September 13, 2013 5:36 pm

1,300 Syrian refugees living in underground garage in Lebanon: UNHCR

A video released by UNHCR depicts the condition in an underground garage in Lebanon where more than 1,300 Syrian refugees are currently living.

UNHCR/YouTube

The situation for Syrian refugees grows more dire by the day and nowhere is it more urgent than in neighbouring Lebanon.

Some Syrians seeking safety have literally been forced underground.

More than 700,000 people have fled across the Syria-Lebanon border in the last 30 months of fighting between government and opposition forces.

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Those not able to find homes in host communities to live in have been left to find makeshift shelter.

The United Nations High Commission for Refugees (UNHCR) is trying to highlight the situation, releasing a video on Friday showing and underground garage where more than 1,300 people have been forced to live.

WATCH: Syrian Refugees Living Underground

A Syrian woman, identified as Fatima, said in the video she and her family wound up living in what now looks like a concrete bunker after family members told her they had found some place for them to stay.

Fatima and her family of eight have been living there for six months, according to the video narration.

“We have nothing here,” she said. “They built [a] partition for us but conditions are very basic.”

Community organizations have helped make the garage into something more livable, but barely.

For a long time people taking refuge in the garage had no choice but to live in squalor, with open sewers.

“It was sewage all over the place. It was people sleeping outside because they can’t resist the heat inside and the bad ventilation conditions that were existing,” said Ali Adnan Basma, an architect with the American University of Beirut. “Diseases were all over the place… If someone gets a disease, all the centre will get the same disease.”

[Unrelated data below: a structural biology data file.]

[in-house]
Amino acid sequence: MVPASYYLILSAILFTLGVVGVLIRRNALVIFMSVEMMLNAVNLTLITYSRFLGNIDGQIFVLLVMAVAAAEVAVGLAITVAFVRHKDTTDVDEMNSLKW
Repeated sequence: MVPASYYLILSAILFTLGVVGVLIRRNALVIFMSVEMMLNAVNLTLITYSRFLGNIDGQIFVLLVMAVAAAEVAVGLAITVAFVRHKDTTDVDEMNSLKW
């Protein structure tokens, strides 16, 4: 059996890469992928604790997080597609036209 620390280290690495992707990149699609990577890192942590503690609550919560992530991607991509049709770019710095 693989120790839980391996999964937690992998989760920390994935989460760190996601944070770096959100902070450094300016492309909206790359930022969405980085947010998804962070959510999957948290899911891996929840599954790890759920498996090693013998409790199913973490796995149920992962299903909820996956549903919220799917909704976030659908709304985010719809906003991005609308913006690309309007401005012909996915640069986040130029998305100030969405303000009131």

“It was really not a place any human being [could] live in,” he said in the video.

To view our full coverage of the crisis in Syria, click here.

The community organizations working with UNHCR helped construct walls to create “homes” for the refugee families. The groups have also put in bathrooms and covered up the open sewers.

“The food isn’t clean and the water only comes a few hours a day,” Fatima said. “Electricity isn’t reliable, there are no fridges or washing machines.”

But there is at least some running water and some of the makeshift units now have electricity, according to UNHCR.

UNHCR released the video as a part of a plea for more funding to deal with the humanitarian crisis. The release came on the same day as the UN earmarked a further US $50 million from its Central Emergency Response Fund – $10 million of which will go to aid to cope with the situation in Lebanon.

A number of countries have said they will resettle Syrian refugees or give residency to refugees who have already arrived in a new country.

Canada said earlier this summer it would resettle 1,300 refugees by the end of next year.

Sweden will give residency to about 8,000 people who have already landed in the country – a further 6,700 may eventually get residency as well – Germany will take in 5,000 people and Austria 500.

READ MORE: Business falsely charging Syrian refugees hoping to come to Canada

The U.S., which has until this week been leading the charge for military intervention, is going to take in 2,000 refugees in the next fiscal year. But, according to a column in Bloomberg News on Thursday, the U.S. has only taken in 33 refugees so far this fiscal year.

UNHCR said earlier this month there are now 2 million refugees who have fled the violence in the country, but the agency estimates there will be 3.5 million Syrian refugees by the end of 2013. A further four million people are displaced within the war-torn country.

READ MORE: Syria: What does a 2-million-person refugee crisis look like?

© Shaw Media, 2013

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